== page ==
i started off in Excel, but there were just SO MANY columns - author first name, author last name, title, category, subcategory - it was just huge.

perhaps i'll give it another look tho. it could just be my desire to have this be a database that is making it complicated. it'd be a lot easier to do screenshots and How To's for Excel or to explain it over the phone. and i'm pretty good at Excel.

i have tried Access (and BookCAT is based on that), but it's the reports that get me.
it needs to be EASY.
posted by sio42 at 7:57 AM on February 26, 2010

The reports can be made easy for them via forms. It's the initial creation that's difficult (for you). :)
posted by speeb at 8:02 AM on February 26, 2010

i didn't know that LibraryThing had reporting/print-outs

i know it's a popular suggestion on the green and i've dabbled with it personally but haven't really gotten into it. i'll give that a second look as well.
posted by sio42 at 8:03 AM on February 26, 2010

I have some acquaintances with a similar issue - they have an immense amount of books, and want to catalog them so that they can put them in storage with an index telling them "Book X is in Box Y" and so forth. I had suggested Delicious Library simply because it integrated a barcode scanner, making book entry easy. Does LibraryThing support scanning the barcodes? I would think that entering that many ISBN numbers by hand would be an ungodly tedious thing to do.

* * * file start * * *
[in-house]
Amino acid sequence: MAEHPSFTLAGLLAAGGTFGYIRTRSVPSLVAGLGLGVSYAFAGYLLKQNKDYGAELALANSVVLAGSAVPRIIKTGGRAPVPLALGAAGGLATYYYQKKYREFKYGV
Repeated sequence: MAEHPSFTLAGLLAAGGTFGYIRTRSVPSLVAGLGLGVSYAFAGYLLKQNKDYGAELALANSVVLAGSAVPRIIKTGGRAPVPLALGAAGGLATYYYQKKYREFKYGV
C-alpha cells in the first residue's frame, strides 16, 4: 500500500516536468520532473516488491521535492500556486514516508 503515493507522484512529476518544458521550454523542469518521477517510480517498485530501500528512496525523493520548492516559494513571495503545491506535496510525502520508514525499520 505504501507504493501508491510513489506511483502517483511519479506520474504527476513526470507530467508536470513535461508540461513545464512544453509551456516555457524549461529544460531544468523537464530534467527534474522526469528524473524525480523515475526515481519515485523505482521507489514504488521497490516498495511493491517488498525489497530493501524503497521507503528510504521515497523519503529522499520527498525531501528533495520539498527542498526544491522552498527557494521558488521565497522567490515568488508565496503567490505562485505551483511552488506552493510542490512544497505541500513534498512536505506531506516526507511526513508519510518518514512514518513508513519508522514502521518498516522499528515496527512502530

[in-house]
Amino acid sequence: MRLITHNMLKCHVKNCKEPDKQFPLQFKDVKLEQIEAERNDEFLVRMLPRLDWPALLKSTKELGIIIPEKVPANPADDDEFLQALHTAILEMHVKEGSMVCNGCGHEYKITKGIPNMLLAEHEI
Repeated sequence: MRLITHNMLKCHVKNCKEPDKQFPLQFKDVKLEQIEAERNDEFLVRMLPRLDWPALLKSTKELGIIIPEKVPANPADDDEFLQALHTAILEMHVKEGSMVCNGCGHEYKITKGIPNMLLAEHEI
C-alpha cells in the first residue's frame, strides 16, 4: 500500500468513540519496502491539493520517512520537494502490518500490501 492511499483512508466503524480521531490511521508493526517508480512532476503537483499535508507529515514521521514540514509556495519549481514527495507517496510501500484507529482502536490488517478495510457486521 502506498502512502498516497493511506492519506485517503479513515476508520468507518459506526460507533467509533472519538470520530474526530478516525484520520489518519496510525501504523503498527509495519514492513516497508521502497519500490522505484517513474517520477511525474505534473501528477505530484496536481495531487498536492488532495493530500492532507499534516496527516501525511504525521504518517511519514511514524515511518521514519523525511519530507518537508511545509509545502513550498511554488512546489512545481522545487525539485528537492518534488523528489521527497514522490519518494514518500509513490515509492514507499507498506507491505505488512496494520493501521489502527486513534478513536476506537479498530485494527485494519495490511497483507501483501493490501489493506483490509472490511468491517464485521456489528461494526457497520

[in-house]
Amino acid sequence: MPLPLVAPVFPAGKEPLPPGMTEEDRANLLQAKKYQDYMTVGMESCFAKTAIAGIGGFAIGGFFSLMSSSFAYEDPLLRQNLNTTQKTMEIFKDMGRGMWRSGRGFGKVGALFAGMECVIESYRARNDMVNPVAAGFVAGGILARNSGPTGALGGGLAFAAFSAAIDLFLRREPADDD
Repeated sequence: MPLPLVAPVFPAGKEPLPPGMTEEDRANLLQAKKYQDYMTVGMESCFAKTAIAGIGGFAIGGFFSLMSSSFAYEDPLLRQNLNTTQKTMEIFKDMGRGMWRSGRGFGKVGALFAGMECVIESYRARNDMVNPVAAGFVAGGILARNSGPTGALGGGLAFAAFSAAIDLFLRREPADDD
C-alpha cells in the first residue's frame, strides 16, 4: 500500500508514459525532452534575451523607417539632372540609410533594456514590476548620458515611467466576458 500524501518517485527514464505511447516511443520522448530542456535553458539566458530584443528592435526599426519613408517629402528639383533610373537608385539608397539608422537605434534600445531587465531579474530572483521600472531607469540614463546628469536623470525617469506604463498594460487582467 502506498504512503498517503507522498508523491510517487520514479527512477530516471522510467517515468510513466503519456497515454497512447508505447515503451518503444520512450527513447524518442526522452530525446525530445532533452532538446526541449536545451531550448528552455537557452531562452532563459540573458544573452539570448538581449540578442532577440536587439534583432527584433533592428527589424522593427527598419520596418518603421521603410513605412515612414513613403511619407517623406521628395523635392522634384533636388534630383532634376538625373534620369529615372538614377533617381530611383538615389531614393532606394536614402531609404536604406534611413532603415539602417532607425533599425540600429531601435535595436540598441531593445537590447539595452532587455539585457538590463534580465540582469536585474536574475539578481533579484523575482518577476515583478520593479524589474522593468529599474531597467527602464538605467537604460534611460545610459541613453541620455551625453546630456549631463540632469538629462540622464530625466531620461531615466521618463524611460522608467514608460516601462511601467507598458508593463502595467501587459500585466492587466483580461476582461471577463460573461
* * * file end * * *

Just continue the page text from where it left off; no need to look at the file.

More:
posted by caution live frogs at 8:29 AM on February 26, 2010

i have an Eris, so i have access to a barcode scanner.

most of the books are already entered. but a lot of the ones that aren't are very old and don't have ISBN or barcodes (fun to look at but time consuming!).
posted by sio42 at 8:36 AM on February 26, 2010

Does LibraryThing support scanning the barcodes?

Yes. Via CueCat!
posted by mattbucher at 8:49 AM on February 26, 2010

Hae you looked at BiblioExpress?
posted by adamvasco at 9:04 AM on February 26, 2010

I've been using a CueCat myself for several years, but it can be terribly slow if it doesn't recognize the barcode immediately. If you have a lot of stuff to scan it's well worth buying an Acan 8100 USB barcode scanner. They can be found on eBay for under $30 shipped.
posted by the biscuit man at 10:12 AM on February 26, 2010

I used EndNote to catalog a small special library, but we didn't barcode anything.
posted by mareli at 10:30 AM on February 26, 2010

I'm a big fan of Delicious Library. You can use a webcam to scan barcodes, print things out, export to your iPhone so you can carry around your catalog... it's nifty!
posted by polyester.lumberjack at 11:50 AM on February 26, 2010

i ended up exporting the info out of BookCAT and making a spreadsheet with the autofilter buttons on the headings.

SO much easier for her. and easier for me to help her with and make some screenshots for her.

i set the print settings so that she doesn't have to worry about it.

i was trying to overthink this and trying to the best way for the books rather than the user.
and it's all about the user experience, right? :)

thanks willmize! you win the prize, i'll eat a cookie for you :)
posted by sio42 at 11:23 AM on March 1, 2010